PRP038: Barriers to MAT access and retention among people with Opioid Use Disorder (OUD)

Monika Wozniak, MA

Abstract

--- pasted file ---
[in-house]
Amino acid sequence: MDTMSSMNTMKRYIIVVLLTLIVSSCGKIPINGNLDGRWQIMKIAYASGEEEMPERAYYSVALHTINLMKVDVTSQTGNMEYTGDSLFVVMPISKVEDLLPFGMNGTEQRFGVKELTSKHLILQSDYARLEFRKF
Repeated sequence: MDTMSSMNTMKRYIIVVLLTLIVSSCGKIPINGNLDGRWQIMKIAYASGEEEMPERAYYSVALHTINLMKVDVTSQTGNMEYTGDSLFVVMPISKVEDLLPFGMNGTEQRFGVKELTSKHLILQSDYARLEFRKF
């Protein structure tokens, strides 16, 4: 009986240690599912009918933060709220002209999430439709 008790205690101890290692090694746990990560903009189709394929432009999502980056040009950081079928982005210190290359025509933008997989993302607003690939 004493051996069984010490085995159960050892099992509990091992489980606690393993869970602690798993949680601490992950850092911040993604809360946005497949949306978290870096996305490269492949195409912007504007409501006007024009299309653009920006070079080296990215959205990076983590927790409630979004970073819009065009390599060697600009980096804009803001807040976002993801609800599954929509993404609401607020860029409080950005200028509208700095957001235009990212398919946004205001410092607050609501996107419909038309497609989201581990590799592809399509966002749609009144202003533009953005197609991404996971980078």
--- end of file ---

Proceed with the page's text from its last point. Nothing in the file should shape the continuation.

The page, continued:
Context: Medication Assisted Treatment (MAT) is well-established as the gold standard for opioid use disorder (OUD) treatment. In upstate New York, the Erie County Opiate Epidemic Task Force has worked hard to increase access and retention to treatment, however barriers to effective treatment remain. Objectives: To uncover contextual factors relating to treatment seeking, access and retention, and dropping out among people with opioid use disorder (OUD). Design: Qualitative design. Semi-structured interviews were conducted with 35 adult community members who used opioids. Researchers used inductive thematic content analysis, incorporating Atlas.ti software to identify themes. Setting: The majority (20/35) of participants were recruited from a local needle exchange program. A Harm Reduction approach at the needle exchange allowed a space where many participants felt safe being interviewed. Participants: All participants had reported using opioids and had experienced at least one overdose and naloxone reversal in the preceding 12 months. Most participants were white (86%), male (66%), and the average age was 33 (SD=6.6). 24 were enrolled in medication assisted treatment at the time of the interview. Results: Three broad thematic categories were identified with multiple subthemes: (1) Reasons to seek treatment: Participants mentioned losing children, pivotal events, fatigue with the lifestyle, and court mandates; (2) Barriers accessing and retaining treatment: These included long waiting lists, requirements, and difficulty navigating the system; (3) Reasons for relapse and dropping out: Once linked to treatment, participants described “bargaining:” continuing to use drugs while engaged in MAT, traumatic events, dope sickness, influence of friends, and feeling overwhelmed by the urge to use opioids. Many participants described multiple experiences engaging in MAT and dropping out. Conclusions: That participants dropped in and out of treatment multiple times underscores the chronic relapsing, remitting characteristic of opioid use disorder – similar to other chronic diseases. They should anticipate this behavior pattern when prescribing MAT to their patients. They need to consider assessing patients’ social supports and life events, and focus on keeping patients engaged in treatment rather than strictly adhering to their treatment.

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